March 10

Maryland’s House of Delegates on Friday passed legislation to ban hydraulic fracturing in the state, but a major hurdle remains in the Senate, where a key lawmaker has resisted efforts to permanently prohibit the controversial gas-extraction method.

The bill passed the Democratic-majority House 97 to 40, with eight Republicans supporting it.

Sen. Joan Carter Conway (D-Baltimore), who chairs the Senate committee in charge of reviewing the proposal, has said she sees little sense in trying to move the measure to Republican Gov. Larry Hogan’s desk unless both legislative chambers can approve it with veto-proof majorities, the Baltimore Sun reported Friday.

Hogan has said he supports hydraulic fracturing as long as the state implements strict safeguards for the practice, commonly known as fracking.

The 141-member House needs 85 votes to override a veto from the governor, while the 47-member Senate needs 29 votes for such action. Anti-fracking advocates say they are a few votes short of that number in the Senate.


“If Joan Carter Conway declared today that she too supports a ban, then it’s going to go to Hogan’s desk, because not only will we have her vote, but several people have said they’ll support it if she does,” said Mike Tidwell, director of the Chesapeake Climate Action Network.

Fracking involves injecting water, sand and chemicals deep underground to break up rock and release oil or natural gas.

A two-year moratorium on the practice is in effect until October. Conway has proposed a bill to extend the hold another two years and require counties to hold referendums in 2018 on whether to allow the extraction method.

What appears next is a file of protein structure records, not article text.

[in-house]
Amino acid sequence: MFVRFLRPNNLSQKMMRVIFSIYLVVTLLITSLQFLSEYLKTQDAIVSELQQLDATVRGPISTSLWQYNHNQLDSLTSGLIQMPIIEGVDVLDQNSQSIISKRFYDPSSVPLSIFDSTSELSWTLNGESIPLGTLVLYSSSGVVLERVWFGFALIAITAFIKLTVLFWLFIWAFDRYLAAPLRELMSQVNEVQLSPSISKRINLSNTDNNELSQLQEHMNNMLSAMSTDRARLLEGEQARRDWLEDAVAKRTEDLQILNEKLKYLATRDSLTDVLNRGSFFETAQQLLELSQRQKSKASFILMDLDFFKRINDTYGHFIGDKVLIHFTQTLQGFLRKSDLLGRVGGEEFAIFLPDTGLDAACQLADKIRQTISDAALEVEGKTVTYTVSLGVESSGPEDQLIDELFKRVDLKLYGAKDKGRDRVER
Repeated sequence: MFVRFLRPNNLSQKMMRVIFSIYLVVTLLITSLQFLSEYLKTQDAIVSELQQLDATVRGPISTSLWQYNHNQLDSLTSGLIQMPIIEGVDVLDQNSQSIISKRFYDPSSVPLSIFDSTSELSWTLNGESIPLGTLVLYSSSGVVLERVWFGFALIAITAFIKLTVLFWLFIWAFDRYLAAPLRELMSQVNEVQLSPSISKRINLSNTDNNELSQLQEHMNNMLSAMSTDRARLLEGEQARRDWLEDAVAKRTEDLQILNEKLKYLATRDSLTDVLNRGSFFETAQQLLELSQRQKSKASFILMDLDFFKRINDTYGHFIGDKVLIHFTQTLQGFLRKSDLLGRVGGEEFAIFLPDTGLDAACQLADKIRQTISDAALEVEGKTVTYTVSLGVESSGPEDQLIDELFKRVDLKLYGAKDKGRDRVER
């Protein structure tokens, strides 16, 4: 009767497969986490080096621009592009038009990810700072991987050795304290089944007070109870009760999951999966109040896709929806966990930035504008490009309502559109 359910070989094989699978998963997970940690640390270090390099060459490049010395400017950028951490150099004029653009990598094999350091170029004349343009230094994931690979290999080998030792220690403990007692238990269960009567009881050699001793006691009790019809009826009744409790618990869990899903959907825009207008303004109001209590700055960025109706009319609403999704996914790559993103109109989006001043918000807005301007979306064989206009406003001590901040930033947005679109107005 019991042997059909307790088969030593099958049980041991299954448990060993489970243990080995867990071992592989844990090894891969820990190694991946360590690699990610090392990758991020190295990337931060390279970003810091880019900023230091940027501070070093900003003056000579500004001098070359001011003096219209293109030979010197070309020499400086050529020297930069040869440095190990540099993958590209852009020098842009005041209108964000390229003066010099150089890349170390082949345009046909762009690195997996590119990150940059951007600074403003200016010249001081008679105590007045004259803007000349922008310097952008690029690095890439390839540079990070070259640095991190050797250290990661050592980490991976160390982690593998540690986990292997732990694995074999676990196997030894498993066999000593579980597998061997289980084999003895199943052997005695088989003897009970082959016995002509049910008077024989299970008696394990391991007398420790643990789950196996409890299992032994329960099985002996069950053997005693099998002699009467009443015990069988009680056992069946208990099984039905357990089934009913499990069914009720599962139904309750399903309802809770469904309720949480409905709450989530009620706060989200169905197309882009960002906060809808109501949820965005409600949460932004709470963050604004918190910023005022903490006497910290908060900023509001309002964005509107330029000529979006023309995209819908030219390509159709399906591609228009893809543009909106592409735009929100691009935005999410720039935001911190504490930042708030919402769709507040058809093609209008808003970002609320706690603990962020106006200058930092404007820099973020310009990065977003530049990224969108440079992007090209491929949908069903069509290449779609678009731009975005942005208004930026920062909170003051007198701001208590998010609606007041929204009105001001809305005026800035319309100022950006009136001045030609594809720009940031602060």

Environmentalists want a permanent ban, saying no regulations can eliminate fracking’s potential to cause water contamination, air pollution and earthquakes, all of which have occurred to varying degrees in states where fracking has become common in recent years.

Proponents of hydraulic fracturing say it can be done safely and that the practice would bring jobs, economic benefits and new tax revenue to Garrett and Allegany counties, where the activity is most likely to occur.

Del. Jason C. Buckel (R-Allegany) said his county needs the fracking industry. “We’re poor — we’re very, very poor,” he said. “A chance for someone to get a thirty- or forty- or fifty- or sixty-thousand-dollar-a-year job driving a truck might make a little bit of difference in that.”


Maryland’s Department of the Environment proposed hydraulic fracturing regulations last year that would bar drilling in four Maryland watersheds and require four layers of steel casing and cement around fracking wells to prevent water, gas and other fluids from migrating to other areas. Ben H. Grumbles, the state’s environmental secretary, said the rules would be among the most stringent in the nation.

Del. Wendell R. Beitzel (R-Garrett), a fracking supporter, said the state’s draft guidelines are so strict they would essentially have the same effect as prohibiting fracking in Maryland. “There’s not a gas or oil company in the world that would want to come in there and drill,” he said.